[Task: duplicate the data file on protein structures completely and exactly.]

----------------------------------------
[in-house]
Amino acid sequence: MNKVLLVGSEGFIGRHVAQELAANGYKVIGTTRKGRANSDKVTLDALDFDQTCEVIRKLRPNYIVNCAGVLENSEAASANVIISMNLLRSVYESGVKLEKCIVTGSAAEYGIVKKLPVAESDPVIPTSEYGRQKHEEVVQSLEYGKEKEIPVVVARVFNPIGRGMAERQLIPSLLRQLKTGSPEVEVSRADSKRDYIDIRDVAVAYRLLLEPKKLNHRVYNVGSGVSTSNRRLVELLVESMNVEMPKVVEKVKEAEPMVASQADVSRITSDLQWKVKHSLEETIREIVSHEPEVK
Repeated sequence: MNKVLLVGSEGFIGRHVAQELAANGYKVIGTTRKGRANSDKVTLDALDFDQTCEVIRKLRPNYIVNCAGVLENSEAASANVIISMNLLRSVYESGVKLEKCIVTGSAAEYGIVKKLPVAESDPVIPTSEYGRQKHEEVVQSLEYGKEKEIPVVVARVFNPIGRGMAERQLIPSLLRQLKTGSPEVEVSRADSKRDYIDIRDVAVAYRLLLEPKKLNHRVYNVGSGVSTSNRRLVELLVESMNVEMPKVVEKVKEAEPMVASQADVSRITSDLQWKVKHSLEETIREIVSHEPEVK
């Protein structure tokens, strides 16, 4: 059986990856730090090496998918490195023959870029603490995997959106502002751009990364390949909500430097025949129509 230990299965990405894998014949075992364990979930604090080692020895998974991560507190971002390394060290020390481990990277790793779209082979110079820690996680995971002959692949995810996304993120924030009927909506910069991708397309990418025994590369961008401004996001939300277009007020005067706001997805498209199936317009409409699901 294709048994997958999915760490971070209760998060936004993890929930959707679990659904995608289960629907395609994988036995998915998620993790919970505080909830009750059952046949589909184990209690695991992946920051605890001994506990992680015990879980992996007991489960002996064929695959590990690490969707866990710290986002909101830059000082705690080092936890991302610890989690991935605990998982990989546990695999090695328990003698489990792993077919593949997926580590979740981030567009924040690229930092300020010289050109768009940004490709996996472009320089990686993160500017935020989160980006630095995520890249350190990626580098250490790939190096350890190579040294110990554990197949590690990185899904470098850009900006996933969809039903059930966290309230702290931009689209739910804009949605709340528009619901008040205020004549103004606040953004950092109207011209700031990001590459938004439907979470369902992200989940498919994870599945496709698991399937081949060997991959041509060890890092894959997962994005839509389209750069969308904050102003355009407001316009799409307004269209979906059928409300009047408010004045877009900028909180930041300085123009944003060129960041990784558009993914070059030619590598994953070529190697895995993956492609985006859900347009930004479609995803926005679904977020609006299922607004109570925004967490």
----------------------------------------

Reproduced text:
[in-house]
Amino acid sequence: MNKVLLVGSEGFIGRHVAQELAANGYKVIGTTRKGRANSDKVTLDALDFDQTCEVIRKLRPNYIVNCAGVLENSEAASANVIISMNLLRSVYESGVKLEKCIVTGSAAEYGIVKKLPVAESDPVIPTSEYGRQKHEEVVQSLEYGKEKEIPVVVARVFNPIGRGMAERQLIPSLLRQLKTGSPEVEVSRADSKRDYIDIRDVAVAYRLLLEPKKLNHRVYNVGSGVSTSNRRLVELLVESMNVEMPKVVEKVKEAEPMVASQADVSRITSDLQWKVKHSLEETIREIVSHEPEVK
Repeated sequence: MNKVLLVGSEGFIGRHVAQELAANGYKVIGTTRKGRANSDKVTLDALDFDQTCEVIRKLRPNYIVNCAGVLENSEAASANVIISMNLLRSVYESGVKLEKCIVTGSAAEYGIVKKLPVAESDPVIPTSEYGRQKHEEVVQSLEYGKEKEIPVVVARVFNPIGRGMAERQLIPSLLRQLKTGSPEVEVSRADSKRDYIDIRDVAVAYRLLLEPKKLNHRVYNVGSGVSTSNRRLVELLVESMNVEMPKVVEKVKEAEPMVASQADVSRITSDLQWKVKHSLEETIREIVSHEPEVK
């Protein structure tokens, strides 16, 4: 059986990856730090090496998918490195023959870029603490995997959106502002751009990364390949909500430097025949129509 230990299965990405894998014949075992364990979930604090080692020895998974991560507190971002390394060290020390481990990277790793779209082979110079820690996680995971002959692949995810996304993120924030009927909506910069991708397309990418025994590369961008401004996001939300277009007020005067706001997805498209199936317009409409699901 294709048994997958999915760490971070209760998060936004993890929930959707679990659904995608289960629907395609994988036995998915998620993790919970505080909830009750059952046949589909184990209690695991992946920051605890001994506990992680015990879980992996007991489960002996064929695959590990690490969707866990710290986002909101830059000082705690080092936890991302610890989690991935605990998982990989546990695999090695328990003698489990792993077919593949997926580590979740981030567009924040690229930092300020010289050109768009940004490709996996472009320089990686993160500017935020989160980006630095995520890249350190990626580098250490790939190096350890190579040294110990554990197949590690990185899904470098850009900006996933969809039903059930966290309230702290931009689209739910804009949605709340528009619901008040205020004549103004606040953004950092109207011209700031990001590459938004439907979470369902992200989940498919994870599945496709698991399937081949060997991959041509060890890092894959997962994005839509389209750069969308904050102003355009407001316009799409307004269209979906059928409300009047408010004045877009900028909180930041300085123009944003060129960041990784558009993914070059030619590598994953070529190697895995993956492609985006859900347009930004479609995803926005679904977020609006299922607004109570925004967490």